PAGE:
Indiana pilots call drones for hire a growing threat

drone_close_1366900426909_406511_ver1.0_320_240By Stephen Dean

A hidden camera investigation from the Call 6 Investigators found a growing threat from illegal business flights of drones nationwide, prompting concerns from Indianapolis pilots and calls for action in Congress.

While the Federal Aviation Administration has not approved a single drone flight for business purposes anywhere in the country, the Call 6 Investigators found many businesses and entrepreneurs flying drones for aerial photography, including several that advertise drone flights in Indiana.

The Call 6 Investigators also pushed for the release of new documents from the FAA that show a rising number of safety complaints from pilots, as well as several drone companies that continue to fly after being warned by the FAA that their flights are illegal.

“I hope that the FAA gets involved in this and we get this stopped. This is a dangerous situation,” Indianapolis pilot Roger Tomey said in response to the Call 6 Investigators’ report.

Drones, or Unmanned Aircraft Systems (UAS), are only legal for hobbyists to fly under 400 feet of altitude and away from airports and populated areas, according to standing FAA rule s. The agency has ruled that any time money changes hands or profits are generated from flying a drone, those hobbyist rules no longer allow such flights.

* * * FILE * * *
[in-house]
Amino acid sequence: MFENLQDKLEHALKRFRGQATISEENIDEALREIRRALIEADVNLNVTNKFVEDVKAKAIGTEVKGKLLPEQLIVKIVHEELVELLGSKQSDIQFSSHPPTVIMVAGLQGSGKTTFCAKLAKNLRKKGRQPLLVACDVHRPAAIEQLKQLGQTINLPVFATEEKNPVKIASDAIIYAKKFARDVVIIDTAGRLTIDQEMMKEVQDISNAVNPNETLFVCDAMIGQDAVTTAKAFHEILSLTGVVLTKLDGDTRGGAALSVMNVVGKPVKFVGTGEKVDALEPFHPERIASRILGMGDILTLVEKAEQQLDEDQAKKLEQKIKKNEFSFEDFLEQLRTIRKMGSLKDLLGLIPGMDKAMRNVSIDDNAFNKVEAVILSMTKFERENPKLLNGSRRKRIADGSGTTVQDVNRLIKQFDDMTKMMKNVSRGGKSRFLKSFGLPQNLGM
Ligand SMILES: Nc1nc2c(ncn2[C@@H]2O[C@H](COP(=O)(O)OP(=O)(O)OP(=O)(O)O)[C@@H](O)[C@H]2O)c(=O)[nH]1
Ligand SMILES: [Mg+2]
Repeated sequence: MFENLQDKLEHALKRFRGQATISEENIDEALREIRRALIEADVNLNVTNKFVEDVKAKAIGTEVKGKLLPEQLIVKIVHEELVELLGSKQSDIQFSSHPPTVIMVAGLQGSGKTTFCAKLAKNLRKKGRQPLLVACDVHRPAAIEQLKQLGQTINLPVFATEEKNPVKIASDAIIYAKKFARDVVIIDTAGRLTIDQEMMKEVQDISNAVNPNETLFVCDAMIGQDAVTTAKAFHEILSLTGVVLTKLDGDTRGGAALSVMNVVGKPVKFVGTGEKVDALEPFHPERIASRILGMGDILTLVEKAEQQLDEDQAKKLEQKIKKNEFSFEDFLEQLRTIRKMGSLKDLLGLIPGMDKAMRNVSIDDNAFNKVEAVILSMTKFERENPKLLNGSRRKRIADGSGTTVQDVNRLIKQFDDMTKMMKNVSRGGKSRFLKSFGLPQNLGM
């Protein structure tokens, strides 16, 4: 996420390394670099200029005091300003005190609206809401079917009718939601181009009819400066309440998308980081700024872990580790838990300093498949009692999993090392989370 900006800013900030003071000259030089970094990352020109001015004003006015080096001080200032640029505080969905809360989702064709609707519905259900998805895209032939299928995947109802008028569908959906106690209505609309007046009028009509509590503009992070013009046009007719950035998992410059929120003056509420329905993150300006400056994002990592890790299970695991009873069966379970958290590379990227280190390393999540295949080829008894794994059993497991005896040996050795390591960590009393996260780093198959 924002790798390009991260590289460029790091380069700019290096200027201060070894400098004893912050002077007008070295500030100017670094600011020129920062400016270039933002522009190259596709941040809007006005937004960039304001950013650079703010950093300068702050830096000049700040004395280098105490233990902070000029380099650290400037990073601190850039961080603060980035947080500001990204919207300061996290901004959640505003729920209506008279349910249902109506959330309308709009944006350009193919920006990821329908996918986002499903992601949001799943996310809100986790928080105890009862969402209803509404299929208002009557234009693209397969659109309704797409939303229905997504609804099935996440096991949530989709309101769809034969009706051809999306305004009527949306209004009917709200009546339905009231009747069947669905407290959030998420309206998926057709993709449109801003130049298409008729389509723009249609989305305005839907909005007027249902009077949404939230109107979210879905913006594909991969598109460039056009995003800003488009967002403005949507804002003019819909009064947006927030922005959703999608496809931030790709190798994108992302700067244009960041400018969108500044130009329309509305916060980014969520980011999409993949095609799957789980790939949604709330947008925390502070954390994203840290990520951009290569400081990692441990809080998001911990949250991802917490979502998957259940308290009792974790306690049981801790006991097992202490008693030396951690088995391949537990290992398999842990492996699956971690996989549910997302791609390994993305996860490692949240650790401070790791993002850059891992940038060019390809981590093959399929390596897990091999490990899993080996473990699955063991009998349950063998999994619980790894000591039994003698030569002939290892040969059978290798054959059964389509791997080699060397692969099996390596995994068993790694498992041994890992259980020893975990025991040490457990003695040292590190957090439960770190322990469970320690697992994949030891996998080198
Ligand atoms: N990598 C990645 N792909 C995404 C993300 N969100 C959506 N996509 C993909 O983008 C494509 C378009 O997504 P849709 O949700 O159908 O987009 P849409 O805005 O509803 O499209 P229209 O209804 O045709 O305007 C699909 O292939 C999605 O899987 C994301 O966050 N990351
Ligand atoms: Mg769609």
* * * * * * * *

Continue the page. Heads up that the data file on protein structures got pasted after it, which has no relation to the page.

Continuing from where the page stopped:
The Call 6 Investigators requested enforcement documents, never before released by FAA, showing a rising number of complaints about drones surprising manned aircraft pilots in the air.  The documents also show the FAA frequently issuing cease and desist letters or other warnings to drone services found to be advertising flights for hire, usually to produce aerial photography.

Among the highlights of those enforcement documents reviewed by Call 6 Investigators:

  • 23 investigations were launched by FAA over the past two- years in response to complaints or inspectors finding drone flights depicted online
  • 10 drone operators received warning letters or advisories that their flights were illegal
  • 5 unauthorized drones were spotted by pilots and reported to FAA
  • Several drone operators garnered new complaints after having been previously warned by the FAA that their flights were illegal

In some cases, the FAA closed its investigations into illegal drone flights when the suspected drone operators would simply claim that photos posted online were actually taken from licensed and manned planes or helicopters.

“It concerns me greatly. This is an accident waiting to happen,” said Tomey. “You’’re going to end up causing a very serious situation that could cost somebody their life,” he said, calling the Call 6 Investigators reporting “highly upsetting.”

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